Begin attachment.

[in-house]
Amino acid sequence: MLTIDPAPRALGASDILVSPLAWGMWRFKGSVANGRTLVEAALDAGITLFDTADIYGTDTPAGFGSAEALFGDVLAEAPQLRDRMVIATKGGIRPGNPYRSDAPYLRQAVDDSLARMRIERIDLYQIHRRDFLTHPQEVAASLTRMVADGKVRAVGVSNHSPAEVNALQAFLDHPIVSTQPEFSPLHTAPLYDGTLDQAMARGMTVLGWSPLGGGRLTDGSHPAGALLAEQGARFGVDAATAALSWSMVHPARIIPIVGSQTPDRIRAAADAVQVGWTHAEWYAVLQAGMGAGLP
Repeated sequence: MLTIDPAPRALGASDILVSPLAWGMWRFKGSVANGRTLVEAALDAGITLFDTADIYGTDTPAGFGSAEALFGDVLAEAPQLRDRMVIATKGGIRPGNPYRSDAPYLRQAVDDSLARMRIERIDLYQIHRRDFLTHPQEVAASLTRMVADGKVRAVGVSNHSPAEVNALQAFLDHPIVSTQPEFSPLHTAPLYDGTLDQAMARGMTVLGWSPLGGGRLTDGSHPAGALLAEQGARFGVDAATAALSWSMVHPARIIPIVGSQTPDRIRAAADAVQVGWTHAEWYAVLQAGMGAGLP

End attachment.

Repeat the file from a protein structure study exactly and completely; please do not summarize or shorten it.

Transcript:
[in-house]
Amino acid sequence: MLTIDPAPRALGASDILVSPLAWGMWRFKGSVANGRTLVEAALDAGITLFDTADIYGTDTPAGFGSAEALFGDVLAEAPQLRDRMVIATKGGIRPGNPYRSDAPYLRQAVDDSLARMRIERIDLYQIHRRDFLTHPQEVAASLTRMVADGKVRAVGVSNHSPAEVNALQAFLDHPIVSTQPEFSPLHTAPLYDGTLDQAMARGMTVLGWSPLGGGRLTDGSHPAGALLAEQGARFGVDAATAALSWSMVHPARIIPIVGSQTPDRIRAAADAVQVGWTHAEWYAVLQAGMGAGLP
Repeated sequence: MLTIDPAPRALGASDILVSPLAWGMWRFKGSVANGRTLVEAALDAGITLFDTADIYGTDTPAGFGSAEALFGDVLAEAPQLRDRMVIATKGGIRPGNPYRSDAPYLRQAVDDSLARMRIERIDLYQIHRRDFLTHPQEVAASLTRMVADGKVRAVGVSNHSPAEVNALQAFLDHPIVSTQPEFSPLHTAPLYDGTLDQAMARGMTVLGWSPLGGGRLTDGSHPAGALLAEQGARFGVDAATAALSWSMVHPARIIPIVGSQTPDRIRAAADAVQVGWTHAEWYAVLQAGMGAGLP